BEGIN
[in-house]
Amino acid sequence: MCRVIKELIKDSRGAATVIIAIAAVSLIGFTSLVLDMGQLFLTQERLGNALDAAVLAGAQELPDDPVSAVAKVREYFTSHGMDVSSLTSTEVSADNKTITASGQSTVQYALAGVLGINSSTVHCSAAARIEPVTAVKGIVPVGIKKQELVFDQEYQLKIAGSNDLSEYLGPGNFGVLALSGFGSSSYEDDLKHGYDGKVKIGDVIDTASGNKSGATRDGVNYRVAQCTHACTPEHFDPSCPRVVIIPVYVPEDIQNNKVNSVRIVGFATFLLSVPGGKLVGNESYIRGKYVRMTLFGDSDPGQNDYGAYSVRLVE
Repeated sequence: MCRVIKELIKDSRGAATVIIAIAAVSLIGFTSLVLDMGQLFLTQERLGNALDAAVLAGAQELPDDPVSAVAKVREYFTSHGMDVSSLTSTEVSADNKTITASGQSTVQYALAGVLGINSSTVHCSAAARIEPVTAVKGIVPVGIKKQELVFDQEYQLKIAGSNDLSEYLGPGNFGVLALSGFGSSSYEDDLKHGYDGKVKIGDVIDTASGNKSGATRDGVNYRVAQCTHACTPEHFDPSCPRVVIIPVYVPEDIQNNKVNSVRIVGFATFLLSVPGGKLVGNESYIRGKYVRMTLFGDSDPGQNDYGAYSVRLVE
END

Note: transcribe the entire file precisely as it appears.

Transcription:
[in-house]
Amino acid sequence: MCRVIKELIKDSRGAATVIIAIAAVSLIGFTSLVLDMGQLFLTQERLGNALDAAVLAGAQELPDDPVSAVAKVREYFTSHGMDVSSLTSTEVSADNKTITASGQSTVQYALAGVLGINSSTVHCSAAARIEPVTAVKGIVPVGIKKQELVFDQEYQLKIAGSNDLSEYLGPGNFGVLALSGFGSSSYEDDLKHGYDGKVKIGDVIDTASGNKSGATRDGVNYRVAQCTHACTPEHFDPSCPRVVIIPVYVPEDIQNNKVNSVRIVGFATFLLSVPGGKLVGNESYIRGKYVRMTLFGDSDPGQNDYGAYSVRLVE
Repeated sequence: MCRVIKELIKDSRGAATVIIAIAAVSLIGFTSLVLDMGQLFLTQERLGNALDAAVLAGAQELPDDPVSAVAKVREYFTSHGMDVSSLTSTEVSADNKTITASGQSTVQYALAGVLGINSSTVHCSAAARIEPVTAVKGIVPVGIKKQELVFDQEYQLKIAGSNDLSEYLGPGNFGVLALSGFGSSSYEDDLKHGYDGKVKIGDVIDTASGNKSGATRDGVNYRVAQCTHACTPEHFDPSCPRVVIIPVYVPEDIQNNKVNSVRIVGFATFLLSVPGGKLVGNESYIRGKYVRMTLFGDSDPGQNDYGAYSVRLVE